Cites & Insights 12:12 (December 2012) is now available for downloading at http://citesandinsights.info/civ12i12.pdf
The print-oriented PDF is 38 pages long. A single-column 6x9" PDF designed for online reading is also available at http://citesandinsights.info/civ12i12on.pdf. That version is 73 pages long. Both versions include bookmarks for all sections and subsections, one reason they're fairly large.
The issue includes the following (also available as HTML separates from the essay titles or at http://citesandinsights.info):
The Rapid Rout of RWA (pp. 1-25)
A comedy in four acts over seven weeks, from AAP/PSP's endorsement of HR3699, the Research Works Act, on January 5, 2012, to Elsevier's withdrawal of its support for RWA (which mysteriously caused the near-instantaneous death of the bill, introduced as it had been by wholly independent Congresspeople) on February 7, 2012. It's a story that I believe and hope will resonate with scientists and others...
And it's not directly related to the other essay, but some might see connections:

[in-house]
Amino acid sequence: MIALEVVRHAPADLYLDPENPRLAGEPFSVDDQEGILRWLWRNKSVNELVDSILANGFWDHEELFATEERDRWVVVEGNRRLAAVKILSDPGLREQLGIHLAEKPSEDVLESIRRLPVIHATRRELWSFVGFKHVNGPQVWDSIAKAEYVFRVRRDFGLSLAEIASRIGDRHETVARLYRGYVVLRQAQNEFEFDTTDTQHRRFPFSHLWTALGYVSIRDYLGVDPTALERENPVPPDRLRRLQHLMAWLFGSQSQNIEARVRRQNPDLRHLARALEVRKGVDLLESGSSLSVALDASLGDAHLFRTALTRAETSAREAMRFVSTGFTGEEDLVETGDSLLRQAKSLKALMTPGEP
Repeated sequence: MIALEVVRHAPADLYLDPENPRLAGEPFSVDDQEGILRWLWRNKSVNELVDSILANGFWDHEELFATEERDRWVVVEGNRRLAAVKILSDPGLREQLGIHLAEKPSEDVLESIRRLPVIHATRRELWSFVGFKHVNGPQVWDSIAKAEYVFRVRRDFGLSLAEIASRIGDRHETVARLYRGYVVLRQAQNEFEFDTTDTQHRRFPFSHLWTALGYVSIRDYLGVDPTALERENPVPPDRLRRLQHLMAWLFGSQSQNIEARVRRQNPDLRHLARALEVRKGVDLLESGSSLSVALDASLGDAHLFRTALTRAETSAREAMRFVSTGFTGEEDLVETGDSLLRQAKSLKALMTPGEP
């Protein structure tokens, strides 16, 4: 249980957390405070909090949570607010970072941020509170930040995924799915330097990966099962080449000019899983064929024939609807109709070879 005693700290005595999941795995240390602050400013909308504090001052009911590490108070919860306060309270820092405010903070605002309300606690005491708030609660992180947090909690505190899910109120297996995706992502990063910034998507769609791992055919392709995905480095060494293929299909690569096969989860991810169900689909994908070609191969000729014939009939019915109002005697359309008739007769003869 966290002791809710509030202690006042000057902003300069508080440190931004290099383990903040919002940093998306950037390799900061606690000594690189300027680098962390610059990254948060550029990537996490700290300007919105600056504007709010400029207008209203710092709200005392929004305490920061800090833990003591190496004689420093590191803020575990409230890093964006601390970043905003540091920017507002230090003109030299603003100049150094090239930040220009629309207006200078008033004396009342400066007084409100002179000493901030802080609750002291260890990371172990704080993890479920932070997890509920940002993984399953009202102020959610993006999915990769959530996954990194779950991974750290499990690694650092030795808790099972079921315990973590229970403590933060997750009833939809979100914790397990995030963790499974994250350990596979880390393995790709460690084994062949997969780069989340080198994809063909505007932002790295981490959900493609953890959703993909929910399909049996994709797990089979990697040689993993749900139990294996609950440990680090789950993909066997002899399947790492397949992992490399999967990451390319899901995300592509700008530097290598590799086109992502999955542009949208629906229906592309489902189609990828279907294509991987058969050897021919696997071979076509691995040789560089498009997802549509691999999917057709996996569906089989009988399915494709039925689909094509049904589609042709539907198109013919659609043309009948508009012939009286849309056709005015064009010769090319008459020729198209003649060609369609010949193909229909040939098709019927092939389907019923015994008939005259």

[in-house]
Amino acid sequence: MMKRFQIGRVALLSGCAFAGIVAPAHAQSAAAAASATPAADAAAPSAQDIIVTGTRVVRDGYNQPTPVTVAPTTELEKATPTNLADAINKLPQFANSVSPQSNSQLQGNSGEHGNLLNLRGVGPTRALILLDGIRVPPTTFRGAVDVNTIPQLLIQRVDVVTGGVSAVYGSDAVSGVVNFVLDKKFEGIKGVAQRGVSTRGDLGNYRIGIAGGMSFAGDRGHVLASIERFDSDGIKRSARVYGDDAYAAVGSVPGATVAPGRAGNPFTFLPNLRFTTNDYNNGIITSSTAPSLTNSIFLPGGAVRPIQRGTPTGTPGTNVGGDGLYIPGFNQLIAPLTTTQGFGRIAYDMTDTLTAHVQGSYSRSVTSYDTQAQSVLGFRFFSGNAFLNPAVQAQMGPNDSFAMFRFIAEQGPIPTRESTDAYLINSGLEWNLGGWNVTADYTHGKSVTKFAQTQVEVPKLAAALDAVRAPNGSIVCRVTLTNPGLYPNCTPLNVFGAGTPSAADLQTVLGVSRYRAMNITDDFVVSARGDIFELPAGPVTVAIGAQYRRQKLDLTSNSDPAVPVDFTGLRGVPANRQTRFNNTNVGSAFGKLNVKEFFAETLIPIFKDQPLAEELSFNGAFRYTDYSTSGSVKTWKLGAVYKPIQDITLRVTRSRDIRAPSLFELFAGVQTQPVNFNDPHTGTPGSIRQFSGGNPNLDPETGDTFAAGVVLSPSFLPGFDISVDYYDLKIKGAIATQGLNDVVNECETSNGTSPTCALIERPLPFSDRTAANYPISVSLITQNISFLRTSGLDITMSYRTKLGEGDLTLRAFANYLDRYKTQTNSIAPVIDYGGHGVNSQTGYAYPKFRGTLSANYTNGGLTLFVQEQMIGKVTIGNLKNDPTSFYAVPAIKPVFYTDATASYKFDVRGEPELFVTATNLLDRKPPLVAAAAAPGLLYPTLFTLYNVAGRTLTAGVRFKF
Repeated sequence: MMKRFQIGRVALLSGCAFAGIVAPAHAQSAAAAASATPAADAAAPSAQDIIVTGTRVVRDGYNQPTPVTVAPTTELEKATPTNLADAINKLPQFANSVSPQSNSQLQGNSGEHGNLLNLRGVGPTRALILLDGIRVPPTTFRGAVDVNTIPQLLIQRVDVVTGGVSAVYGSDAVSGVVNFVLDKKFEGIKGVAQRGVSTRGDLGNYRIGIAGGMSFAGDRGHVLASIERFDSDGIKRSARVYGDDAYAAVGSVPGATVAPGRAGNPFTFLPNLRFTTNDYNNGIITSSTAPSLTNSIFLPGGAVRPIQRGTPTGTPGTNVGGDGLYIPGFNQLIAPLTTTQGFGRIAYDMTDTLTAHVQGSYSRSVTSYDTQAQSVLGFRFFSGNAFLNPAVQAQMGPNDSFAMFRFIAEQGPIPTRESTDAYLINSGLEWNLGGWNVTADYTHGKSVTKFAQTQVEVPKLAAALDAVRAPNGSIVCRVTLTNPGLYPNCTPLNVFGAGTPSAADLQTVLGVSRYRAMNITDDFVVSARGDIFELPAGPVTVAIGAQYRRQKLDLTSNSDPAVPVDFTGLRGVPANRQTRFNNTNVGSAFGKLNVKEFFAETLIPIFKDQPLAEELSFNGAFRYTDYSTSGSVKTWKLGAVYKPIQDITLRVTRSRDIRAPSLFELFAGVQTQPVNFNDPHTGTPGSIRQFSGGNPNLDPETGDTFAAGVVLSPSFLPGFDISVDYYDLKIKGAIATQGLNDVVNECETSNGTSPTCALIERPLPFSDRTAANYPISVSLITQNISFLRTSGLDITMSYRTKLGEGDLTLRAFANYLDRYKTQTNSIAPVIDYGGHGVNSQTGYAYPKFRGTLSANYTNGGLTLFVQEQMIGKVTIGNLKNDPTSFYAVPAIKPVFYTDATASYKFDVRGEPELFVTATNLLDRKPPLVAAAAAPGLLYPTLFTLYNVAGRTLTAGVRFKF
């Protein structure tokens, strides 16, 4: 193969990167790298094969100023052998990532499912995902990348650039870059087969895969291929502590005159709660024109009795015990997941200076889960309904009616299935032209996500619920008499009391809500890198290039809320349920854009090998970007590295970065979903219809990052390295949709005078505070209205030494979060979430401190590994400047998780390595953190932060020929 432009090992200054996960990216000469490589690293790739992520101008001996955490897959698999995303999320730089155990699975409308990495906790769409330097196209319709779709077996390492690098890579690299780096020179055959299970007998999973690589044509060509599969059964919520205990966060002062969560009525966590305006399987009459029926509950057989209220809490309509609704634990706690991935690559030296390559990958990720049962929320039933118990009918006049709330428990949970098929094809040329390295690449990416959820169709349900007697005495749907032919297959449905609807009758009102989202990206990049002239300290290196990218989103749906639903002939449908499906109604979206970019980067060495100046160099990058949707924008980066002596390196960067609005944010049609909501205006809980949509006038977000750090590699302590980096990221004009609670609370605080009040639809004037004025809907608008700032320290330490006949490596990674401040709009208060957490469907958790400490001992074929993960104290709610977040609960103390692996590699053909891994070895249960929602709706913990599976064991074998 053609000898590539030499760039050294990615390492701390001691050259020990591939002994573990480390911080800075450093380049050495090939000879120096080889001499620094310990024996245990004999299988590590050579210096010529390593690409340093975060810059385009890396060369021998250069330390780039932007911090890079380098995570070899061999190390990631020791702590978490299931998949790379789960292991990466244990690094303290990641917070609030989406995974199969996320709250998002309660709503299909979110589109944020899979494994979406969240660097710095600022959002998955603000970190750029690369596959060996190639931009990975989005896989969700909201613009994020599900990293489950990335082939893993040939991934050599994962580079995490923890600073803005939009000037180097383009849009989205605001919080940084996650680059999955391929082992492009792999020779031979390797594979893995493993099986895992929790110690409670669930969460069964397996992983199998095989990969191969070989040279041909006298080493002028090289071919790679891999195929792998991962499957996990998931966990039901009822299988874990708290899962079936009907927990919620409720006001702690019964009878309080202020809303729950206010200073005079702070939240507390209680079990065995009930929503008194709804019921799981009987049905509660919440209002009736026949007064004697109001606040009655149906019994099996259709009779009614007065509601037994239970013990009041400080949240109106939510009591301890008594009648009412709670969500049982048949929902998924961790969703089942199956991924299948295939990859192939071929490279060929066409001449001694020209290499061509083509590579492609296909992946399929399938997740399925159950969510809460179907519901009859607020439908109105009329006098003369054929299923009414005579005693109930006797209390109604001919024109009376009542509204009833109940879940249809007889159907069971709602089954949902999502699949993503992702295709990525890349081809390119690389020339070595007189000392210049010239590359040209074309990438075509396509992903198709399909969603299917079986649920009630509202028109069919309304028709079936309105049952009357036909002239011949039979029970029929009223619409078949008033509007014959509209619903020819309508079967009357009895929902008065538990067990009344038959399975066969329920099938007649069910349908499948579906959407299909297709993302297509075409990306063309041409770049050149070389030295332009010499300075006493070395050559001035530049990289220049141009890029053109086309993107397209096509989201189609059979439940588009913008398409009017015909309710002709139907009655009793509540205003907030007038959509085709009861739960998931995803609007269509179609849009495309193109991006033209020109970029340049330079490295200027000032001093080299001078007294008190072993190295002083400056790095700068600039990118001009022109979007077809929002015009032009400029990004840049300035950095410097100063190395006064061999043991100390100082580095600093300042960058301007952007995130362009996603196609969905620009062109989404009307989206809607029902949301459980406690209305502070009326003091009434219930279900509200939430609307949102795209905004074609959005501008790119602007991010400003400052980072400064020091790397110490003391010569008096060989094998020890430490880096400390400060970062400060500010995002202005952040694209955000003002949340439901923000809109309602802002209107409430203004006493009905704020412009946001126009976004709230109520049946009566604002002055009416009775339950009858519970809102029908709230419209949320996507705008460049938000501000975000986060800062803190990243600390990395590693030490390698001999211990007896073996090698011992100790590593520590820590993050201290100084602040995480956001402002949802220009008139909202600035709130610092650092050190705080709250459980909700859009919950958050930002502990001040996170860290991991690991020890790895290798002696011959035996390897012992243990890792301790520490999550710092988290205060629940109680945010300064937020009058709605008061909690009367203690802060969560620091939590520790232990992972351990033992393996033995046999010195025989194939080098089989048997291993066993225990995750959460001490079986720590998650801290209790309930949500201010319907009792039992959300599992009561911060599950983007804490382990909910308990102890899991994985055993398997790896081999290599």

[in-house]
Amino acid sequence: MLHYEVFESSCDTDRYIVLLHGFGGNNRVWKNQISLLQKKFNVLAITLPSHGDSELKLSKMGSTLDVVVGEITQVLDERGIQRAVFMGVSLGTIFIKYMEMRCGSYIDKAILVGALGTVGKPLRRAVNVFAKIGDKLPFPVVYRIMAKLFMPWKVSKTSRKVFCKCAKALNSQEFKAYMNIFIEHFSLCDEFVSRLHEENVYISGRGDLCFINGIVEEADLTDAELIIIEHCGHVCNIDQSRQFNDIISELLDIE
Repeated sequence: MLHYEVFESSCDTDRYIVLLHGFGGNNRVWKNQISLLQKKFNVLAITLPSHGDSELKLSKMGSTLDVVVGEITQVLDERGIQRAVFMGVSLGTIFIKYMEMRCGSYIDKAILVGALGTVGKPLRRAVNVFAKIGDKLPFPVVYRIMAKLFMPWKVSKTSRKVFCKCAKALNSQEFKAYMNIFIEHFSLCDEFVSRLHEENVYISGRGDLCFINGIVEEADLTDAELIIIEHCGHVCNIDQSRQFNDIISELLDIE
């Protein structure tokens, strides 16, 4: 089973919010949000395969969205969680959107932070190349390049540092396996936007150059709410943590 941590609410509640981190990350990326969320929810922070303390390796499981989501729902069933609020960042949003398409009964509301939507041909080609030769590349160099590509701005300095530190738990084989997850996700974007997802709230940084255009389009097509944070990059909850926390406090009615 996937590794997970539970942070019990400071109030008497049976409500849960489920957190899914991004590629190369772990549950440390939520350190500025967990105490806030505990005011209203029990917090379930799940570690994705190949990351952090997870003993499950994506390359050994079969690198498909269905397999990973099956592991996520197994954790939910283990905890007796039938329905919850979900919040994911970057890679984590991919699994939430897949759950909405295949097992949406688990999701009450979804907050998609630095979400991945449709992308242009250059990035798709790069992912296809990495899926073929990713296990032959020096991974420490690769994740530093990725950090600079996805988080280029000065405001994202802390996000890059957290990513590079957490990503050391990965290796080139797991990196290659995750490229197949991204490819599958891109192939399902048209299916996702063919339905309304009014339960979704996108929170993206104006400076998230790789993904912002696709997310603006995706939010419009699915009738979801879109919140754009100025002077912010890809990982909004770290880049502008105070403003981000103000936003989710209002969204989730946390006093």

Walking Away: Courage and Acquisitions (pp. 25-38)
A much more recent story and one that's not over yet, involving a small university librarian standing up and saying "We can't take it any longer" and, with the help of her faculty, not taking it. Oh, and of public relations people who don't believe in relating to the public. Where the first story involves the largest for-profit publisher in science, technology and medical journals, this one involves a putatively nonprofit publisher, that is, a scholarly society that just happens to take in one heck of a lot of money from its publications. The story also involves the question of whether librarians are ever allowed to be people--and at what point implicit sexism and ageism enter into play.
This marks the end of Volume 12. The index for Volume 12 is value-added material (such as it is) and, as such, will only appear in the printed paperback edition of Cites & Insights 12 (2012)--which will be announced when it's available.